PART1: The rise of the fashion week
Its 1848, this is Paris and Charles Frederick Worth (The Father of Haute Couture) is doing something ground breaking. He is paying a shop girl to demonstrate how shawls should be worn. Her name was Marie Vernet and she was the world’s very first live model.
In 1885 some uncredited wise-ass decided to print an illustrated book, depicting four women modelling fashions. That was the world’s first introduction to "Art et la Mode" or “The Lookbook”.
In 1943, PR Maven Eleanor Lambert did something truly revolutionary. At the Plaza Hotel in New York City Lambert invited a press and buyer corps to a slew of ‘fashion Parades’ from Americas brightest design stars. She made it obligatory that the buyers had to view the pieces in show THEN visit the respective showrooms to conduct business. She called this “Press Week.
But Eleanor wasn’t quite finished yet.
In 1965 she organized a full fashion show of various American designers at the New York World’s fair, pulling an estimated audience of 1 million people. This was the swinging sixtys and New York Fashion Week was born. The Germans occupying France in 1940 was America’s hail Mary to run in on the then scattered attention of the editors and buyers. Without the anxiety of French influence the American designers began to push the envelope with indigenous materials and techniques, revolutionizing and cementing American style in the history of fashion. It is because of this that many may agree when I say that Fashion Week in its earliest incarnation was, in some sense, a bid to overthrow the sartorial tyranny of the French. Thanks America.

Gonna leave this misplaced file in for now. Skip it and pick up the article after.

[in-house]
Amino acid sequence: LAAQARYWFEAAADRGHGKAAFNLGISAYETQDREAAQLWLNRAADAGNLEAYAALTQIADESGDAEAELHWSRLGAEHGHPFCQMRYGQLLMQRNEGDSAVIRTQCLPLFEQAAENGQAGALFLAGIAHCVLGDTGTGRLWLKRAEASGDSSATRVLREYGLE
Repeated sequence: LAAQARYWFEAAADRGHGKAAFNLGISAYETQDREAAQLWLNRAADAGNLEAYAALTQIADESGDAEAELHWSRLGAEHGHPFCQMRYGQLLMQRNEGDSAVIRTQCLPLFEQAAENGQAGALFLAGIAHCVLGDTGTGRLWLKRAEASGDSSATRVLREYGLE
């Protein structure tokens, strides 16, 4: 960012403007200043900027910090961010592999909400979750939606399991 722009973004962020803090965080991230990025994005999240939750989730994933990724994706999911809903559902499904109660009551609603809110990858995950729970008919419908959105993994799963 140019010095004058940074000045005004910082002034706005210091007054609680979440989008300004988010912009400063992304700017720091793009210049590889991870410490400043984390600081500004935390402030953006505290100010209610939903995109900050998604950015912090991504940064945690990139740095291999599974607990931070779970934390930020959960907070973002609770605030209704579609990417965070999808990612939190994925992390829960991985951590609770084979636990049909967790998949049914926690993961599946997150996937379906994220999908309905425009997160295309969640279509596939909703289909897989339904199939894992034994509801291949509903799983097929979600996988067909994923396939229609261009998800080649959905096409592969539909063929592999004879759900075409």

Between then and 2010 the CFDA’s Fern Mallis decided to fill Bryant Park with big white tents in 1993. The collections showed were for spring 1994 and so, seasonal shows were born.
In 2000 style.com decided to publish instant photograph documentation to the World Wide Web. Filming shows and publishing them on television and online then became a thing, a big thing, a huge thing – ever heard of Fashion TV?
In 2009 the going rate to host a show in the main Bryant Park tent was one million American dollars. A year later the standard Fashion show averaged only 10 minutes long (that’s $100,000 a minute). In 2010, NY Fashion Week said goodbye to Bryant Park and hello to Lincoln Centre.
For the Past 5 years world Fashion weeks, I mean actual fashion weeks, has continued to make strides as is customary; capitalising on talented designers, enchanting models and the changing times. While in Jamaica; front rows are still filled with sponsors, models are still unpaid and fashion bloggers are still standing in a corner of some random venue crying on the inside filled with regret, shame and disappointment. Stay with me on this very wordy blog series where I aim to correct the miseducation of the Jamaican ‘fashion industry’ - common f, common i.